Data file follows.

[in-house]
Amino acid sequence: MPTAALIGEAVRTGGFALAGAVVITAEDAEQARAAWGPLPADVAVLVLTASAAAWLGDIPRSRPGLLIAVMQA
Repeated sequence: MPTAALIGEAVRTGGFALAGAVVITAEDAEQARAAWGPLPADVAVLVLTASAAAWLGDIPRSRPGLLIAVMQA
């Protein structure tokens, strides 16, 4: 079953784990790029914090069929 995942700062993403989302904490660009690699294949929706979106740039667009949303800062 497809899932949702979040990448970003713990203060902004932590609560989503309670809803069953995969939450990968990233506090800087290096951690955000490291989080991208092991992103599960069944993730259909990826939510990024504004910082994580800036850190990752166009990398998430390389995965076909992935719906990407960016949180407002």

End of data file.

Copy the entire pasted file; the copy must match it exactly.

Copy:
[in-house]
Amino acid sequence: MPTAALIGEAVRTGGFALAGAVVITAEDAEQARAAWGPLPADVAVLVLTASAAAWLGDIPRSRPGLLIAVMQA
Repeated sequence: MPTAALIGEAVRTGGFALAGAVVITAEDAEQARAAWGPLPADVAVLVLTASAAAWLGDIPRSRPGLLIAVMQA
């Protein structure tokens, strides 16, 4: 079953784990790029914090069929 995942700062993403989302904490660009690699294949929706979106740039667009949303800062 497809899932949702979040990448970003713990203060902004932590609560989503309670809803069953995969939450990968990233506090800087290096951690955000490291989080991208092991992103599960069944993730259909990826939510990024504004910082994580800036850190990752166009990398998430390389995965076909992935719906990407960016949180407002």